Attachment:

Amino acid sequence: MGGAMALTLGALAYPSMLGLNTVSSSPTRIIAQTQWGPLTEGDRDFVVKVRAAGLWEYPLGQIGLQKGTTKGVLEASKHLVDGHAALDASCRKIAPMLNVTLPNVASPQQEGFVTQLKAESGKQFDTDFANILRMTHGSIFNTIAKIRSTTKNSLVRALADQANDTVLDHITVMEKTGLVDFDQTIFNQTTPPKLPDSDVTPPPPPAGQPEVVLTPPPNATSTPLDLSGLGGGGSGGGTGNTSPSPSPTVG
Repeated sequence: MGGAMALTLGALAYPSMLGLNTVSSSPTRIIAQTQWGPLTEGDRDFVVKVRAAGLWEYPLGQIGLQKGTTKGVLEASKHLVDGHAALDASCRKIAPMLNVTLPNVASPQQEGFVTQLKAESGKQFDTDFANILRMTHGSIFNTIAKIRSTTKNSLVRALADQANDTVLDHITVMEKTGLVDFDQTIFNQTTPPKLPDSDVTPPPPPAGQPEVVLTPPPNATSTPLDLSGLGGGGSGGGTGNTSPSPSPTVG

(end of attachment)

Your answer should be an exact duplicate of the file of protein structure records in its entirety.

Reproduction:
Amino acid sequence: MGGAMALTLGALAYPSMLGLNTVSSSPTRIIAQTQWGPLTEGDRDFVVKVRAAGLWEYPLGQIGLQKGTTKGVLEASKHLVDGHAALDASCRKIAPMLNVTLPNVASPQQEGFVTQLKAESGKQFDTDFANILRMTHGSIFNTIAKIRSTTKNSLVRALADQANDTVLDHITVMEKTGLVDFDQTIFNQTTPPKLPDSDVTPPPPPAGQPEVVLTPPPNATSTPLDLSGLGGGGSGGGTGNTSPSPSPTVG
Repeated sequence: MGGAMALTLGALAYPSMLGLNTVSSSPTRIIAQTQWGPLTEGDRDFVVKVRAAGLWEYPLGQIGLQKGTTKGVLEASKHLVDGHAALDASCRKIAPMLNVTLPNVASPQQEGFVTQLKAESGKQFDTDFANILRMTHGSIFNTIAKIRSTTKNSLVRALADQANDTVLDHITVMEKTGLVDFDQTIFNQTTPPKLPDSDVTPPPPPAGQPEVVLTPPPNATSTPLDLSGLGGGGSGGGTGNTSPSPSPTVG